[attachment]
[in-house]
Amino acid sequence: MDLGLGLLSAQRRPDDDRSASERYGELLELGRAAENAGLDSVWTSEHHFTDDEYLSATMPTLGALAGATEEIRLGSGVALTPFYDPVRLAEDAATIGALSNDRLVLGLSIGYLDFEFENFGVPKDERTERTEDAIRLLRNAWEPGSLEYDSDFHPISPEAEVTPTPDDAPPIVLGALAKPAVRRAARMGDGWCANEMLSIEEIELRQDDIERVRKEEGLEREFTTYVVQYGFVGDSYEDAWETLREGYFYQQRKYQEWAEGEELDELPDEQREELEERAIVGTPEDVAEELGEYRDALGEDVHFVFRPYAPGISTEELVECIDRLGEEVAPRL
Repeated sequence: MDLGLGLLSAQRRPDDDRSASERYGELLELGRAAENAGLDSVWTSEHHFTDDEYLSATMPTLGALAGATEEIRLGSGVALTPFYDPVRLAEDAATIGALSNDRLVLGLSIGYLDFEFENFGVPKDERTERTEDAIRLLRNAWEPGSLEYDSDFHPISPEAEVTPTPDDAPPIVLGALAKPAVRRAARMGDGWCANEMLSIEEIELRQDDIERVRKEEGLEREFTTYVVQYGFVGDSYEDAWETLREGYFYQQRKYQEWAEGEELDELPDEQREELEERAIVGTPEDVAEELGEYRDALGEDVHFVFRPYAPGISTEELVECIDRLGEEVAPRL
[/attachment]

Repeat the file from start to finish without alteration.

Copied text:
[in-house]
Amino acid sequence: MDLGLGLLSAQRRPDDDRSASERYGELLELGRAAENAGLDSVWTSEHHFTDDEYLSATMPTLGALAGATEEIRLGSGVALTPFYDPVRLAEDAATIGALSNDRLVLGLSIGYLDFEFENFGVPKDERTERTEDAIRLLRNAWEPGSLEYDSDFHPISPEAEVTPTPDDAPPIVLGALAKPAVRRAARMGDGWCANEMLSIEEIELRQDDIERVRKEEGLEREFTTYVVQYGFVGDSYEDAWETLREGYFYQQRKYQEWAEGEELDELPDEQREELEERAIVGTPEDVAEELGEYRDALGEDVHFVFRPYAPGISTEELVECIDRLGEEVAPRL
Repeated sequence: MDLGLGLLSAQRRPDDDRSASERYGELLELGRAAENAGLDSVWTSEHHFTDDEYLSATMPTLGALAGATEEIRLGSGVALTPFYDPVRLAEDAATIGALSNDRLVLGLSIGYLDFEFENFGVPKDERTERTEDAIRLLRNAWEPGSLEYDSDFHPISPEAEVTPTPDDAPPIVLGALAKPAVRRAARMGDGWCANEMLSIEEIELRQDDIERVRKEEGLEREFTTYVVQYGFVGDSYEDAWETLREGYFYQQRKYQEWAEGEELDELPDEQREELEERAIVGTPEDVAEELGEYRDALGEDVHFVFRPYAPGISTEELVECIDRLGEEVAPRL